I'm told the wire can be stapled to joists along the basement ceiling to the circuit breaker box.

      My question was whether this would be a huge expenditure or not, and I'm now being told by the energy rep that it won't be a massive expenditure.

      Thanks!

  17. Bruce
    July 26, 2015

    I have been reading all the informative emails from other professional gas line installers and fireman and trying to understand the grounding/bonded issue for using CSST....My question deals in that I already have the black iron pipe 3/4" thick for my gas line coming into my house which has been installed throughout my house which was built in 1987 and I wanted to reroute the existing gas line from it's current location in one wall on the main level (flipping my kitchen into my dining room) and it would be better suited to reroute the gas line using the flexible CSST to snake around already installed vents and air ducts running into my basement and instead of using the more rigid black pipe which might be hard to install around those confined spaces.
    So my question is would I still need to ground/bond the flexible CSST if I am hooking it up to the existing Black Gas line in my home?

    • John
      September 17, 2015

      Bruce,
      Yes as far as I know you would need to ground/bond any CSST in your home. The black iron does not insulate CSST that may be connected to it

  18. JR Murphy
    October 20, 2015

    I have read all of the emails and questions concerning CSST and it's use. I like the response of "What does your local Electrical Inspector say?" & "What does your local Building Inspector say?" I have been working with these "Inspectors" for years ands can tell you that they can read the code book but interpreting it and putting the code to practical use in the field are two totally separate things altogether. First, yes the installation of CSST takes less labor time. That is where the advantages end for me and for anyone with some knowledge about building practices and common sense. The Black Iron pipe is "sized" for the amount of gas appliances intended to be installed and used in the home. This MUST be done by a professional that knows how to use the gas sizing charts in the code book. The same is required to be done for the use of CSST. This practice is commonly overlooked and also many times undersized gas piping is not caught by "inspectors". Black Iron Pipe is cut and threaded and does take a lot of time, knowledge and expertise to install correctly, (it is Gas, how do you want it contained in your home?) the system is then pressure-tested with air at pressures above what it will endure when the gas is finally introduced. If there are any leaks in the system, they must be corrected at that time. Same as CSST. Tim's statements make it seem as though leaks occur from time to time and it is easier to fix them and the potential is greater when using Black Iron Pipe, nothing could be further from the truth.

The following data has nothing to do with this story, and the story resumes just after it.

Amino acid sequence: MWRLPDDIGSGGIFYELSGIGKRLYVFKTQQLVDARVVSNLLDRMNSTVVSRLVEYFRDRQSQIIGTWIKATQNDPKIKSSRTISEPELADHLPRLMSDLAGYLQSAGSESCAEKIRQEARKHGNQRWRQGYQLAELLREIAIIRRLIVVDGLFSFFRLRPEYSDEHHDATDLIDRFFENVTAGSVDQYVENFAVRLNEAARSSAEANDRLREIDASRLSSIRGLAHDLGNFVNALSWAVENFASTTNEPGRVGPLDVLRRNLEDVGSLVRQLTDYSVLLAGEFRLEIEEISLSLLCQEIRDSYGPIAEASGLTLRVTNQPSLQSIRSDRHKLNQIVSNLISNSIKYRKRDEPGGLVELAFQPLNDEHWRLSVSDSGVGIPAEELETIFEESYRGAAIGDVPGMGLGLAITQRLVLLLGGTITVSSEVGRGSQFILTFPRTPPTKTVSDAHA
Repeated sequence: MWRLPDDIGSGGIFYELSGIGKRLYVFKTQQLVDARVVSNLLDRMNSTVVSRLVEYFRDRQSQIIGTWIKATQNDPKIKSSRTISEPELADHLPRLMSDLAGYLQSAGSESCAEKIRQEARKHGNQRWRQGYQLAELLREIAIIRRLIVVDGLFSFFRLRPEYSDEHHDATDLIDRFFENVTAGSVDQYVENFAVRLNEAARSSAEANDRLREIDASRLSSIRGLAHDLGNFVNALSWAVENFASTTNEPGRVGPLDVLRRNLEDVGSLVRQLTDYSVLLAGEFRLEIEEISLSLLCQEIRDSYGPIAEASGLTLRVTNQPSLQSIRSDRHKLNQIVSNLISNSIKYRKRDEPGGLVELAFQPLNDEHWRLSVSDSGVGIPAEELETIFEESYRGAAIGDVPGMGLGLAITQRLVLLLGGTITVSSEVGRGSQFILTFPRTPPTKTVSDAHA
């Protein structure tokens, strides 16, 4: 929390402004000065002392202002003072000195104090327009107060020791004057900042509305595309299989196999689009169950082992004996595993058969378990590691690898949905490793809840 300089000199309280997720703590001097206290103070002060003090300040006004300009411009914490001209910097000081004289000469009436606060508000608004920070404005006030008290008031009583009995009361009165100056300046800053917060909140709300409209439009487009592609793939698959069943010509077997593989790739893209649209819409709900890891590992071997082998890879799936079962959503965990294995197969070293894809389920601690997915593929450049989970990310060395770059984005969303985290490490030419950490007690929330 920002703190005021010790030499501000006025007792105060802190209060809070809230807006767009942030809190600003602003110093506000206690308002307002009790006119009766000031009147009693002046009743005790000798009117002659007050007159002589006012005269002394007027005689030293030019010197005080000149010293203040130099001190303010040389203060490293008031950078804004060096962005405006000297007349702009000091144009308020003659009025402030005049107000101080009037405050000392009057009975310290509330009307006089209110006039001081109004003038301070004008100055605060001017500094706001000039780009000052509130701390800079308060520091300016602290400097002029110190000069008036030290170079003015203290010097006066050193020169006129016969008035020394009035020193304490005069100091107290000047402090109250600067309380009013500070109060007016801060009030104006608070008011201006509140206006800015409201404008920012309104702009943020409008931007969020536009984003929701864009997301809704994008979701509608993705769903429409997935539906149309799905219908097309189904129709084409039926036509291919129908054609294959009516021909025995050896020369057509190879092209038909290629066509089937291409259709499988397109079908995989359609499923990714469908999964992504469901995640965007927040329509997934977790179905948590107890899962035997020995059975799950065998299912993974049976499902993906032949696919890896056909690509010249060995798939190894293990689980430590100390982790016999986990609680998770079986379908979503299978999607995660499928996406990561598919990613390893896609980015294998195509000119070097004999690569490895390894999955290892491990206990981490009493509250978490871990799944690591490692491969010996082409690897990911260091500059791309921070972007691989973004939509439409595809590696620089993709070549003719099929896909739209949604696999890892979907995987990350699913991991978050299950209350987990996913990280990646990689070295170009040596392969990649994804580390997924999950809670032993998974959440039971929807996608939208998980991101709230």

AUTHOR (Tim Carter)-INSERTED RESPONSE:

    Please go back and re-read what I said. My comparison is that with CSST you only have a leak potential at each end of the run where you have a fitting. With black iron - and I've installed THOUSANDS of feet of it - you have a leak potential at each side of each fitting as you install the pipe throughout a house. In one run, you may have ten or more 90's, couplings, tees, etc.!

    END AUTHOR-INSERTED RESPONSE

    There is always a potential for a leak in ANY system utilized. When installed by a Licensed and Insured Professional Plumber the chances are minimized and then eliminated when a proper inspection/pressure test is done. If one adds up the amount of hours spent worrying and contemplating the grounding and bonding issues associated with the use and installation of CSST, how much labor did you really save? This CSST and other like materials to save on labor was embraced by builders who wanted to save money on labor. One question, did the price of the house go down? Answer: NO
    The labor savings went into the builders pocket. Like many of the other products introduced into the marketplace as being "just as good" or "think of the money saved on labor" Why do we want to eliminate the professionals from the marketplace? When there is a problem the builder or consumer can't solve, they call a professional to solve it and usually complain about the price, why? They saved all this money on putting in cheaper, less labor-intensive materials and now want to scream when it ends up costing them the same and they don't have near the quality of product in the end.The attitude of "It's somebody else's problem when I sell the house" is ludicrous. If everybody has that outlook/attitude, who are you buying your next house from and what attitude do they have?! Soft copper simply should not be used on Natural Gas, the odorant that they put in the gas has been shown to "eat away" at the copper over time, you don't see this because the gas is on the inside of the pipe doing the damage. A professional sees this when they take apart the pipe or are working on gas appliances a few years labor and notice all of the black flakes in the gas system. Do your research, better yet, hire a licensed professional. Stop trying to "save a Buck" on something that could kill you in the end.